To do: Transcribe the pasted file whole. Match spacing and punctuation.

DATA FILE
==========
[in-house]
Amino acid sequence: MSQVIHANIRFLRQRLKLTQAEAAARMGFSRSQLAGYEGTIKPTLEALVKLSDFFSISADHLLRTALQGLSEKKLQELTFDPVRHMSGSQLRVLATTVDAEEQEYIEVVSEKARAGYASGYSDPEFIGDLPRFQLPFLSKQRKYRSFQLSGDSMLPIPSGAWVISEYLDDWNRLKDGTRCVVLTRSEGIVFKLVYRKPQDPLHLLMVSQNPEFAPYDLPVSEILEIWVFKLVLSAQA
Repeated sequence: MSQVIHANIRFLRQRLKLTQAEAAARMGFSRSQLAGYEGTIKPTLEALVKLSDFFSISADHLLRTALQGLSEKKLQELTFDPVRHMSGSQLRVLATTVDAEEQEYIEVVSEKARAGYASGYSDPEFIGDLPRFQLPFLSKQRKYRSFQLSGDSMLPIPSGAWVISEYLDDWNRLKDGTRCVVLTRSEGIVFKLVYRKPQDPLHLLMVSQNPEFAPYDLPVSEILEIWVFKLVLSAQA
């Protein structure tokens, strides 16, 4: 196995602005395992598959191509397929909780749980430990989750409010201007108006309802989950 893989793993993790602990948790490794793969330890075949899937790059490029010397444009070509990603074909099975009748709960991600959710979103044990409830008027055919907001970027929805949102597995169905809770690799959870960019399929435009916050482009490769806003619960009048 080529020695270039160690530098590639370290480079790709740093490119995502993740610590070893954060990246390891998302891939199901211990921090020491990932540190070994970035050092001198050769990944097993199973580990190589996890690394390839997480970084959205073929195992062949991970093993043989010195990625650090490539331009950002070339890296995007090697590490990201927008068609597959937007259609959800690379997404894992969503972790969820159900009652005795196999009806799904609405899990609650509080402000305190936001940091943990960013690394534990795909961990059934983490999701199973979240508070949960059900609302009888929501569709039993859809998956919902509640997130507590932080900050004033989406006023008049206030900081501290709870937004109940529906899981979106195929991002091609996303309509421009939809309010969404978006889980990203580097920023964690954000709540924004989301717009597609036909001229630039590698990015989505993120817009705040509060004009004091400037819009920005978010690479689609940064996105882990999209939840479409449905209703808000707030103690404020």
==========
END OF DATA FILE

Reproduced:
[in-house]
Amino acid sequence: MSQVIHANIRFLRQRLKLTQAEAAARMGFSRSQLAGYEGTIKPTLEALVKLSDFFSISADHLLRTALQGLSEKKLQELTFDPVRHMSGSQLRVLATTVDAEEQEYIEVVSEKARAGYASGYSDPEFIGDLPRFQLPFLSKQRKYRSFQLSGDSMLPIPSGAWVISEYLDDWNRLKDGTRCVVLTRSEGIVFKLVYRKPQDPLHLLMVSQNPEFAPYDLPVSEILEIWVFKLVLSAQA
Repeated sequence: MSQVIHANIRFLRQRLKLTQAEAAARMGFSRSQLAGYEGTIKPTLEALVKLSDFFSISADHLLRTALQGLSEKKLQELTFDPVRHMSGSQLRVLATTVDAEEQEYIEVVSEKARAGYASGYSDPEFIGDLPRFQLPFLSKQRKYRSFQLSGDSMLPIPSGAWVISEYLDDWNRLKDGTRCVVLTRSEGIVFKLVYRKPQDPLHLLMVSQNPEFAPYDLPVSEILEIWVFKLVLSAQA
């Protein structure tokens, strides 16, 4: 196995602005395992598959191509397929909780749980430990989750409010201007108006309802989950 893989793993993790602990948790490794793969330890075949899937790059490029010397444009070509990603074909099975009748709960991600959710979103044990409830008027055919907001970027929805949102597995169905809770690799959870960019399929435009916050482009490769806003619960009048 080529020695270039160690530098590639370290480079790709740093490119995502993740610590070893954060990246390891998302891939199901211990921090020491990932540190070994970035050092001198050769990944097993199973580990190589996890690394390839997480970084959205073929195992062949991970093993043989010195990625650090490539331009950002070339890296995007090697590490990201927008068609597959937007259609959800690379997404894992969503972790969820159900009652005795196999009806799904609405899990609650509080402000305190936001940091943990960013690394534990795909961990059934983490999701199973979240508070949960059900609302009888929501569709039993859809998956919902509640997130507590932080900050004033989406006023008049206030900081501290709870937004109940529906899981979106195929991002091609996303309509421009939809309010969404978006889980990203580097920023964690954000709540924004989301717009597609036909001229630039590698990015989505993120817009705040509060004009004091400037819009920005978010690479689609940064996105882990999209939840479409449905209703808000707030103690404020």